How to Find a Financial Planner
San Francisco, CA, USA — If you think you need help planning for retirement, a financial planner may be a good idea. But how do you find the right one for the right price? Contact4’s Joe Ducey has the answer.
Before you hire a financial planner, you need to know as much about them as they will soon know about you. “Sit down and talk to someone about their credentials,” advises San Francisco certified financial planner David Yeske.
Experts suggest that among other things you want to know are your financial planner’s educational background, types of clients, credentials (are they certified?), organization memberships, and how they are compensated. Are they selling something? “Commission, some fees, some both,” says Yeske. “You have to ask questions and make sure you’re comfortable with that.”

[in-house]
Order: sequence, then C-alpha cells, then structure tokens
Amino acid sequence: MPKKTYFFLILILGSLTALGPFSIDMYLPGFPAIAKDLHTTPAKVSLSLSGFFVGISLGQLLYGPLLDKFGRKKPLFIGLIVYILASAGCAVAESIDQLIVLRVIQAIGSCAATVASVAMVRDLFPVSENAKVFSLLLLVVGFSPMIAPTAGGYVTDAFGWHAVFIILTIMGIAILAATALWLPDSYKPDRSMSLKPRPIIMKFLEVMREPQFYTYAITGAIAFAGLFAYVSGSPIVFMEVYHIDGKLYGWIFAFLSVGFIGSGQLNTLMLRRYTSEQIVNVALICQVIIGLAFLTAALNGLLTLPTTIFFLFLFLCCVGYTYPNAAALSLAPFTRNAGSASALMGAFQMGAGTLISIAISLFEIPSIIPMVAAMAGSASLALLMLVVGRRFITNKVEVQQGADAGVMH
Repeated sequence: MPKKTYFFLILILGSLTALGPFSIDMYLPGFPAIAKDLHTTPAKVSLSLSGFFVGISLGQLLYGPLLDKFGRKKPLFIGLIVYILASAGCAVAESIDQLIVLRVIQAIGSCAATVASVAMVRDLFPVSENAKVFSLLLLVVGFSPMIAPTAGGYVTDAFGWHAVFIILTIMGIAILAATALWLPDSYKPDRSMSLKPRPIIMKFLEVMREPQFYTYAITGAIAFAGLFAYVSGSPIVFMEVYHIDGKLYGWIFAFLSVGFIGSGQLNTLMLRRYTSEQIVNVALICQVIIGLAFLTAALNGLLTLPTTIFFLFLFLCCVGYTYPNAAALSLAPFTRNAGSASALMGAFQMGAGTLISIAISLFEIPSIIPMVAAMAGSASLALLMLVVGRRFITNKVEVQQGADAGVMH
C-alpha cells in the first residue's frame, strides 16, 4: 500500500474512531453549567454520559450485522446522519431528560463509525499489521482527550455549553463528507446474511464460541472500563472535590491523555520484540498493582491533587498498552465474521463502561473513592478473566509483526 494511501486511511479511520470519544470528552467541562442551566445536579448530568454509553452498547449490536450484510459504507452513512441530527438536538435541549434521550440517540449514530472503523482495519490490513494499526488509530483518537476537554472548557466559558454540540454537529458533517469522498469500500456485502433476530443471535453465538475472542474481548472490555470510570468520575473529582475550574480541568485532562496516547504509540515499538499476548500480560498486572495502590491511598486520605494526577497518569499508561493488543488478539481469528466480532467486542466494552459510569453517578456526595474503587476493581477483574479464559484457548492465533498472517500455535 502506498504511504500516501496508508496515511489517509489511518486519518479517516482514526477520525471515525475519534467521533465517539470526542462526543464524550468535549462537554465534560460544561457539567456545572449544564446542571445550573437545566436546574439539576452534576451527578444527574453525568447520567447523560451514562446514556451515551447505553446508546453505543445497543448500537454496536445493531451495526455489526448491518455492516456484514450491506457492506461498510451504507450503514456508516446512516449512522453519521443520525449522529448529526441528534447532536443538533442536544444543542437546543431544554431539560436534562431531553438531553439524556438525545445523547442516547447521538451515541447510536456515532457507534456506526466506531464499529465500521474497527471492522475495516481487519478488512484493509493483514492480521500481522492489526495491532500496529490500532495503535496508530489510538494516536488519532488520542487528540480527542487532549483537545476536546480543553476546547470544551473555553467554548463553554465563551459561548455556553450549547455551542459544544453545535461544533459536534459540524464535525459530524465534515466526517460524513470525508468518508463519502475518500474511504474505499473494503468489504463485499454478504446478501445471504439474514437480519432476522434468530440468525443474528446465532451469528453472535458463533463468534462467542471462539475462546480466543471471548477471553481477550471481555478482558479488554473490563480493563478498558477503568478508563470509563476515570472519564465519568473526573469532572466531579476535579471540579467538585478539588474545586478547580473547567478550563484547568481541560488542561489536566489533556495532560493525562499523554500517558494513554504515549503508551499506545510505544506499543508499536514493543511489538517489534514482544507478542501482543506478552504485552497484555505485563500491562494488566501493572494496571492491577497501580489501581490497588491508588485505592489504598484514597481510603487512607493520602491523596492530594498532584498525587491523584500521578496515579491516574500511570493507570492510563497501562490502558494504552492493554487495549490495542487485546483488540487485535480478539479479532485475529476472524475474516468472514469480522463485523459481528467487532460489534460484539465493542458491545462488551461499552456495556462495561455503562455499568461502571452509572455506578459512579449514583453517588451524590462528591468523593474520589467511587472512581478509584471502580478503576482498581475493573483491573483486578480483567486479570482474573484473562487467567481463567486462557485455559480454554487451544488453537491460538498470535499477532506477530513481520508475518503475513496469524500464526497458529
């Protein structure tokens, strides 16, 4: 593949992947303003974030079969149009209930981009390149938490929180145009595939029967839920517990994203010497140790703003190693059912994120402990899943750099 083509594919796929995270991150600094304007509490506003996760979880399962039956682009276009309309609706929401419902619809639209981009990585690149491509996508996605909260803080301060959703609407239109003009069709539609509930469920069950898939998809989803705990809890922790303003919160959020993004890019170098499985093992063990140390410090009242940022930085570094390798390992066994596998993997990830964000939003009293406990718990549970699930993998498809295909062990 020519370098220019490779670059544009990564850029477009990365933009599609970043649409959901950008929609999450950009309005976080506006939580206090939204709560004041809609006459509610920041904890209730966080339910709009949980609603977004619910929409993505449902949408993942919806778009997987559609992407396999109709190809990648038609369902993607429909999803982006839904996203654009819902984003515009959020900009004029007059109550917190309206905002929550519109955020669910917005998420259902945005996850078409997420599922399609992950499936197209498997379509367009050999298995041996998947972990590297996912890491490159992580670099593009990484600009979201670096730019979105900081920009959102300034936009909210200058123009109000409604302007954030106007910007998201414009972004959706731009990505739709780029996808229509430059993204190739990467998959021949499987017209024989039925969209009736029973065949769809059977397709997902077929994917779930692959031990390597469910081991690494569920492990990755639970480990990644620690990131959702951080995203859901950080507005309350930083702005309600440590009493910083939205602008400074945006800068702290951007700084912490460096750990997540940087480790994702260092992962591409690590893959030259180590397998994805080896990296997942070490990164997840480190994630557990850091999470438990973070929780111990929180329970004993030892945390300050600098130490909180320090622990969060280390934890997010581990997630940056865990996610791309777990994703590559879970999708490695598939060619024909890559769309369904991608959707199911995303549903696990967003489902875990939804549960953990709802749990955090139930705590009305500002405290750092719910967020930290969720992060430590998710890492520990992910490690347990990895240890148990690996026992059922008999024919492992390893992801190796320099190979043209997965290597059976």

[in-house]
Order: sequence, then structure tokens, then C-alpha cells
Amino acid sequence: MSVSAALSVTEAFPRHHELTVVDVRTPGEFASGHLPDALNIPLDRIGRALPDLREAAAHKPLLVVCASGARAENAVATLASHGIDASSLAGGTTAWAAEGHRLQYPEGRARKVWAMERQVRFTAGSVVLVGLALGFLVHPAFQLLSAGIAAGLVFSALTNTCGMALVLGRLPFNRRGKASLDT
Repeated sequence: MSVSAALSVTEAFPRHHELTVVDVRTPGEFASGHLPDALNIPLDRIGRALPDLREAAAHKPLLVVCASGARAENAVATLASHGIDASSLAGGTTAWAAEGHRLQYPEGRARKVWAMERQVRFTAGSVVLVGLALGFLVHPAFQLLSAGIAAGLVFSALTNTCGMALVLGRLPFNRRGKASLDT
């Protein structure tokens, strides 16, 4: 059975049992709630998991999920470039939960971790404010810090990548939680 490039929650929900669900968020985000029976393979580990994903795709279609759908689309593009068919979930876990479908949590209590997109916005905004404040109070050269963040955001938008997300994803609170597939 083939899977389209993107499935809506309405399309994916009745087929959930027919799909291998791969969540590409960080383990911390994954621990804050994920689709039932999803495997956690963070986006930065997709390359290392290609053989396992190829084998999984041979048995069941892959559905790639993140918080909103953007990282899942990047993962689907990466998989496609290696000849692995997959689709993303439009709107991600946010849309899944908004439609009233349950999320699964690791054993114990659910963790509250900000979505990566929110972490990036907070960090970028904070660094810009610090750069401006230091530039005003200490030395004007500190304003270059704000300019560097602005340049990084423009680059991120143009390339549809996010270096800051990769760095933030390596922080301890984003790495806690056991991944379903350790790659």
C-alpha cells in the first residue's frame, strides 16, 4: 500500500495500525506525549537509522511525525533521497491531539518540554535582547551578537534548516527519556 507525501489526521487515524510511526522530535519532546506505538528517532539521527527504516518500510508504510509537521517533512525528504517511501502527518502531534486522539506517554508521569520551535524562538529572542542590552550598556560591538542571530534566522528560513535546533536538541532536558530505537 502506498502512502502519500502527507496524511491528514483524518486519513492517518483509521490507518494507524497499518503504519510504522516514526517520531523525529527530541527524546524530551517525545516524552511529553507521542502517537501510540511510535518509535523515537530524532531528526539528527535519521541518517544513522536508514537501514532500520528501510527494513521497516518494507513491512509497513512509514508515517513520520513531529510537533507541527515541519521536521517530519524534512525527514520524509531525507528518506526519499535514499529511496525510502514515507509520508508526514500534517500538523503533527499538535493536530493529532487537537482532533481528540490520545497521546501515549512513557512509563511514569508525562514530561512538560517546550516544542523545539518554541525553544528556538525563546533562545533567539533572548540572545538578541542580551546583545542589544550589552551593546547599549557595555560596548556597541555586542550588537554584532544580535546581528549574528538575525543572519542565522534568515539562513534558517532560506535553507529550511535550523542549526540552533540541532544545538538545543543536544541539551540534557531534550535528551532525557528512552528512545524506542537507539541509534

Your employer might offer free or low cost financial help. Yeske also says he’s a member of the Financial Planning Association (www.fpasf.org), which offers referrals.
If you don’t want to talk with a planner face-to-face, you now have hundreds of other options on the Internet. But which ones are best?
It depends on what you want. PC World magazine studied the sites and list these among the best:
- Financial Engines (www.financialengines.com) – Founded by Nobel Prize winning economist William Sharp. Personal portfolio suggestions cost $15 for three months.
- Quicken (www.quicken.com) — PC World calls it the standard for comprehensive, coordinated, interactive financial information.
Internet sites are growing in popularity. Most are free. But Yeske believes most also are best used as background, saying they don’t encompass your whole financial picture: “If you visit a site online, you may be getting a narrow view of financial planning.”